Once a week I host a writer who uses music as part of their creative environment – perhaps to connect with a character, populate a mysterious place, or hold  a moment still to explore its depths. This week’s post is by crime and psychological thriller writer Debbie Bennett @debjbennett

Soundtrack by Alice Cooper, Soul Asylum, Bon Jovi, Skid Row, The Seekers

I always wanted to be musical. I’m sixties-born, but identify most with the 1980s – the era of the New Romantics and the beginnings of computer-generated music, but I always had the hidden desire to be a full-on rock chick with my AC-DC, Whitesnake and Rainbow albums! Yes – I did the whole biker-jacket and leather mini look too (see proof here!). I wanted to play music too, but we didn’t have a piano and it took me four years of compulsory music lessons at school to realise I was never going to get past Chopsticks! My teenage daughter is a talented musician and singer, but I don’t think the genes come down my side of the family.

DB_011006075So I turned my creative impulses to writing – firstly fantasy and more recently crime. My first crime novel was dark. Very dark. Part crime, part psychological thriller, we’re dealing with street drugs and rent boys, but while there are police, the story is told from the point of view of the ordinary people involved. And music plays its part in setting mood and tone.

Fateful meeting

The hero in Hamelin’s Child is Michael, who we follow through another two books – Paying the Piper and Calling the Tune. Michael goes clubbing to celebrate his seventeenth birthday and meets Eddie, after which life is never going to be the same again. Michael’s journey from middle-class suburban naivety through heroin addiction and out the other side is Alice Cooper’s I Never Cry, particularly when he’s thinking about jumping off a motorway bridge.

They’d all done their best, in their own way, to help him forget the past and he couldn’t blame them for not understanding that he didn’t want to forget. He needed to remember. It was the only way he could make any sense out of it all.’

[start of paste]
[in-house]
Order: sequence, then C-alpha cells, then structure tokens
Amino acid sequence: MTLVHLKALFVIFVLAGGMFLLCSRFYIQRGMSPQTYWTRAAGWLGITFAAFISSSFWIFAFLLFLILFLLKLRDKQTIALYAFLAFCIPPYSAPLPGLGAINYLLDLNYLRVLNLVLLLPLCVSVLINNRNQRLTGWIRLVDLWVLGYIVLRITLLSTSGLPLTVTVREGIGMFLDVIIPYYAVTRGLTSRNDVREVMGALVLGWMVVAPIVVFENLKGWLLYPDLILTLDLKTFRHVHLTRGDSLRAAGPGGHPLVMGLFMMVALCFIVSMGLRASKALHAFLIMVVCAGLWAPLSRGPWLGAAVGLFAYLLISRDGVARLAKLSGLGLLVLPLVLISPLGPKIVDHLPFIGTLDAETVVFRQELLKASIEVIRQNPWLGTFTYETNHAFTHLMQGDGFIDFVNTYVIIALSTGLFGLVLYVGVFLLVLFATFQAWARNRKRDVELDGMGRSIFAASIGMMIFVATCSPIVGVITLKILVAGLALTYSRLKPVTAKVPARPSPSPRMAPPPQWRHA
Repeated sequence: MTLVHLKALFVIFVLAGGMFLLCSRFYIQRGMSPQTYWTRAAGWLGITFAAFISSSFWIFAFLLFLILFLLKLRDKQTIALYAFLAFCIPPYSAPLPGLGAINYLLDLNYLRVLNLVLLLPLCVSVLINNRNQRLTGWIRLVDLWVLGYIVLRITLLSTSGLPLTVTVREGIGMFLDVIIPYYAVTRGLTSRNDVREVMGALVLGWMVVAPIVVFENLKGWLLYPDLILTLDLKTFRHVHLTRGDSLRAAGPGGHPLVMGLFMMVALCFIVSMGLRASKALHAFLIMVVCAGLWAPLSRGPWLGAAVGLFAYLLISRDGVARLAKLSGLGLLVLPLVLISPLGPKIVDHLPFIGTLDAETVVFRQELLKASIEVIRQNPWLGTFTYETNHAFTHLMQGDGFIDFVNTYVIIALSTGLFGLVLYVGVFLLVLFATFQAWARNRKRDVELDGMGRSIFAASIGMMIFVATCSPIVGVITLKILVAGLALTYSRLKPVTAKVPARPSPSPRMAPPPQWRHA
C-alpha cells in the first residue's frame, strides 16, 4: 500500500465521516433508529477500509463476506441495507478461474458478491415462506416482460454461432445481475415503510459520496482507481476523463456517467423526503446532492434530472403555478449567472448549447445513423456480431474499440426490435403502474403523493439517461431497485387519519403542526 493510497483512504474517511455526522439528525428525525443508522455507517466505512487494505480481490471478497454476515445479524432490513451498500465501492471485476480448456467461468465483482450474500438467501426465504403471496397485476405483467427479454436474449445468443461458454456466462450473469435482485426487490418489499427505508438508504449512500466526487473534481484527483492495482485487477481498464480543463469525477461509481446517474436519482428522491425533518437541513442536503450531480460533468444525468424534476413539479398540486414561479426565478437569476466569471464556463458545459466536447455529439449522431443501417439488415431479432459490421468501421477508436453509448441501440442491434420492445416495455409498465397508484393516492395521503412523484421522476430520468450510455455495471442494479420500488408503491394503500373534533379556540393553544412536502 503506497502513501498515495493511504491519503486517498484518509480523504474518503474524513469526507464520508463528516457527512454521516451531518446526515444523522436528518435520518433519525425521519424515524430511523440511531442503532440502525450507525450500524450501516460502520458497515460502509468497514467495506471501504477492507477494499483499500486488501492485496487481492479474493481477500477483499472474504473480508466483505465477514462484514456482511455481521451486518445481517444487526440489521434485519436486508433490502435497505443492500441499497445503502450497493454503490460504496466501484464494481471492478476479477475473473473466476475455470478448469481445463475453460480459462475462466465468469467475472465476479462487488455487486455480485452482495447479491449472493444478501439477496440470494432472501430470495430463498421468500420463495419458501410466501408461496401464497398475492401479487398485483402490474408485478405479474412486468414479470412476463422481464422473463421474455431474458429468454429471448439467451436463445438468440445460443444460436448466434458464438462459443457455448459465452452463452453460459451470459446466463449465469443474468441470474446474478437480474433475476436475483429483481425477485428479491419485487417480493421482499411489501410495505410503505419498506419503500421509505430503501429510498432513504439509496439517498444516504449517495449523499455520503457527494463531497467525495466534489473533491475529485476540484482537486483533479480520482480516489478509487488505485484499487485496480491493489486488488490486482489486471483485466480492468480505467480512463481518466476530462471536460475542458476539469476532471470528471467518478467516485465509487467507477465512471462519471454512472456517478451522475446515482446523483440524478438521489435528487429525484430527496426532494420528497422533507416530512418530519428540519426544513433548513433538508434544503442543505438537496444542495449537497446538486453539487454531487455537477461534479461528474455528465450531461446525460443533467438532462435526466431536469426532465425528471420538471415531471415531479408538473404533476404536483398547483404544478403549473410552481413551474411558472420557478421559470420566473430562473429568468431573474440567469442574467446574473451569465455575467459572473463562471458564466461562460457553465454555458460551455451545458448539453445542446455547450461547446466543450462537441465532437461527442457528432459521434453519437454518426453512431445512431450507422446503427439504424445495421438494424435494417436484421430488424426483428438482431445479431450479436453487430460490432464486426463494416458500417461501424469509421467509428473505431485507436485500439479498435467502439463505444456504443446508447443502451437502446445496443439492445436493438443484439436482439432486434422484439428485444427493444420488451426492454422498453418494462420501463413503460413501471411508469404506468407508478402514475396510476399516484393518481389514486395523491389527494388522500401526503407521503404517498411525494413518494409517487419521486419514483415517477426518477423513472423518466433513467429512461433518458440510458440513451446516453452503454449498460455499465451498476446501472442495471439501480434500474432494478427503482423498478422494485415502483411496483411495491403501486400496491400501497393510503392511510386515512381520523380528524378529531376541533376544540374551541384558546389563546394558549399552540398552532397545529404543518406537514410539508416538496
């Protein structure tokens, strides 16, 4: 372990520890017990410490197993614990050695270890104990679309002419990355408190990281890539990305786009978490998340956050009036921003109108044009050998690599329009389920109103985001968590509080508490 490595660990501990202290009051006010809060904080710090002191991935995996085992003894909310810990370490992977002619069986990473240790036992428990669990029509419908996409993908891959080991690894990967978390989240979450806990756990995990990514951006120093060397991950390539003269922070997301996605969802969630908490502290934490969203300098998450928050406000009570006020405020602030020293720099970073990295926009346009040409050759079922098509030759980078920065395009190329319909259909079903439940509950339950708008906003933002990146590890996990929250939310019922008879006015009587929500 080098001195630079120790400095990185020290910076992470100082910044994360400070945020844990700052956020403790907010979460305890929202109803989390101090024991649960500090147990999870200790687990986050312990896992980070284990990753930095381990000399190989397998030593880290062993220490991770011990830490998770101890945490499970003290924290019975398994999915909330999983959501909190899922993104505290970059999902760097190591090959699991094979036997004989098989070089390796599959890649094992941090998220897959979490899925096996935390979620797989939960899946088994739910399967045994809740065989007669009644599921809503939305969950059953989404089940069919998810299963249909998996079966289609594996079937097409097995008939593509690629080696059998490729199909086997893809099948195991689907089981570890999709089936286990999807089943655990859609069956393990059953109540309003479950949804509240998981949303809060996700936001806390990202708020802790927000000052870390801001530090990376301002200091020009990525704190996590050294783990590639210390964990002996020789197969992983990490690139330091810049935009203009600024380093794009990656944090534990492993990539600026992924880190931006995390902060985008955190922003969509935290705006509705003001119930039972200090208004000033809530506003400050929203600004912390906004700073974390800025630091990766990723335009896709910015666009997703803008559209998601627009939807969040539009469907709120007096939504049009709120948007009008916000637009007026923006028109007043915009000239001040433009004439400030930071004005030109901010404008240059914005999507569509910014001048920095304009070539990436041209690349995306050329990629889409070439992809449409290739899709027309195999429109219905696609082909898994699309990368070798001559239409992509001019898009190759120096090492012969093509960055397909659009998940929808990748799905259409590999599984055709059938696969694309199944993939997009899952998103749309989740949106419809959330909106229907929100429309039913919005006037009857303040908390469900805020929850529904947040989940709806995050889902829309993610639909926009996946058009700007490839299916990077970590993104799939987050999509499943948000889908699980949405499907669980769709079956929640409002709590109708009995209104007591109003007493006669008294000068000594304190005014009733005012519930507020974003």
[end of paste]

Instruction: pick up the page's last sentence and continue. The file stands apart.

Sometimes it’s not even the lyrics is it? It’s the mood of the piece – the actual notes in a certain sequence that can instantly transport you to a certain place or time in your life. Or even just an emotion. Synaesthesia, they call it…

Out of control

Also in Hamelin’s Child, we have street-kid Lee. He’s Soul Asylum’s Runaway Train or Bon Jovi’s Someday I’ll be Saturday Night. A life out of control on a one-way trip to self-destruction.

‘He bought me comics,’

Lee says, referring to the best of his mother’s boyfriends, the man who eventually decided he preferred son to mother, at which point Lee was out on the streets. Runaway Train came out in 1992 (or so my CD case tells me) and it was many, many years later when I found it on Youtube and saw for the first time that the accompanying video is all about missing kids. Strange but true.

RATLINEx2700In Paying the Piper, we first meet my bad-boy Lenny, who started out as a bit-player but I soon realised was way more involved than I’d first thought. Lenny is Skid Row’s 18 And Life, albeit with a lot more money and a public school education. It’s not until Calling the Tune that we learn of Lenny’s real childhood and he becomes far more ambiguous and complex. Lenny’s story continues into Rat’s Tale and new release Ratline and his music becomes softer and more uncertain as we get inside his head. Now it’s less rock and more Don’t Think Twice, It’s All Right (the Seekers version – way better than Bob Dylan, in my opinion).

I can’t in all honesty say I listen to music while writing, because I find any noise hugely distracting when I’m working (although a playlist on my iPhone is a Godsend in an open-plan office in the day job). But I do find that music fits the mood of the moment when I’m writing and I’ll subconsciously look for and play certain tracks – even if only in my mind.

Debbie Bennett claims to get her inspiration from the day job in law enforcement. She can’t talk about a lot of the stuff she’s seen and done over the years, but it stews and matures in her mind and often comes out in some twisted form in fiction many years later. She’d tell you more, but then she’d have to kill you afterwards. Her website is here and you can find her on Twitter as @debjbennett

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‘A sequence of notes can transport you to a place and time’ – Debbie Bennett

for logoMy guest this week says she was always secretly a rock chick, and has provided pictorial evidence to prove it. When she turned her creative impulses to writing, music helped create the mood and tone. She writes gritty crime with a heavy dose of psychological thriller, and drew on a aural landscape of Alice Cooper, Soul Asylum, Bon Jovi and Skid Row. She is Debbie Bennett and she’ll be here on Wednesday with her Undercover Soundtrack.